Heart Breathing – The Martial Arts
A few weeks ago, I decided to start martial arts training.
Big deal, eh?
Well, the big deal is that at 44, my body does not work like it used to. And the sad truth is that when it comes to physical skills, my body has not worked well at any age. Previous attempts to pursue martial arts have condemned in damaged shoulders, torn groin muscles, etc.
I’m a desk-jockey, not a fighter.
But here I am, 44, flirting with that mid-life thingy, and signing up for a martial arts class. (Sayoc Kali, if you must know. It’s the knife-fighting style featured in the movie The Hunted.
Based on the work I’ve been doing with a more knowledgeable friend, I’m doing something different this time. I’m making an effort to maintain The Beginner’s Mind, and keep the ego under control for a change. I’m trying to keep from over- analyzing the drills and skills, and to just “show up and do the work.”
My research and experience with enhanced awareness and accelerated learning indicates that the best learning takes place when the brain is in the alpha state. It can be a challenge to learn to access and maintain that state during physical activity, but it is possible.
Here’s what I’m doing: on the drive to class, I’m “heart breathing.”
I also have two other variations I do, but they’re a minor, and have no real purpose other than to help keep me from driving into other folks who have the misfortune to be on the same road with me.
That gives me 35 minutes of heart breathing. Once I’m at class, I try to focus on my breathing as much as possible, but I’m still learning to make it a habit.
When I’m getting instruction, and when I’m going through the motors, I try to keep my eyes in “wide-angle vision.” This is the focus used in PhotoReading (PhotoFocus), in tracking (“splatter vision”), and also discussed in Musashi’s Book of 5 Rings.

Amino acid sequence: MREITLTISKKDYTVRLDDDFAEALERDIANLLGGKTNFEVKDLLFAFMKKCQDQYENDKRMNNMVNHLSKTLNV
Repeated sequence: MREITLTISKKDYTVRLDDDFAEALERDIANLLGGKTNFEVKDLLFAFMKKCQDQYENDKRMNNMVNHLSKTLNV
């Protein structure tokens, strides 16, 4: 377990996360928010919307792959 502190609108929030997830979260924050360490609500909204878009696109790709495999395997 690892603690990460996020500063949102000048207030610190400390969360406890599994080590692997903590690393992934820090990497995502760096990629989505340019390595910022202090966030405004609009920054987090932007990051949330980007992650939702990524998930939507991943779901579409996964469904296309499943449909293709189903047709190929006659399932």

I’m amazed at the results!
For the first time in my life, a physical skill is coming easily for me. I’m no prodigy, by any means, but if you consider the way these things usually work out for me, it’s astounding.
* I’m able to stay loose and relaxed through the entire class period.
* I can quickly learn and retain the drills and moves.
* I experience very little soreness during or after class.
Sayoc Kali is rather physical, and since I congratulate often easily, I had concerns about it, especially when I saw the rows of bruises on the instructor’s arms. But so far, the only bruise is from a knife tip that got past a block and hammered my ribs. But it was gone in a couple of days, instead of the 2 weeks that I would have considered “normal.”
The biggest challenge I’m facing is with my ego-these results are so abnormal that my ego keeps jumping in there with all sorts of pats on the back. I have to keep reminding him to go back to making sure I’m breathing properly.
Here’s my theory: the 30+ minutes of heart breathing before class is dropping me into the alpha state, and the combination of focus on breathing and wide-angle vision during class is helping to keep me in the alpha state for most of the class.
What does this have to do with the extended mind? Simple. The alpha state is key to enhancing your awareness. When you’re in this state, you do your best work. You’re open to intuitive input. You notice more. You learn faster. And you react faster to incoming stimuli. In essence, you are experiencing one aspect of the extended mind.
In the martial arts example, the learning process is much easier for me because of my efforts to maintain the alpha state. By establishing the habit now in the beginning stages, I’m bypassing some of the “beginner’s frustration” and hopefully building a foundation to be even more effective as the physical skills progress.
You can learn more about heart breathing and the extended mind by visiting http://www.TheExtendedMind.com
Copyright 2006 by D. Sharpe Permission to use this article is granted as long as it remains unchanged and has the resource box attached.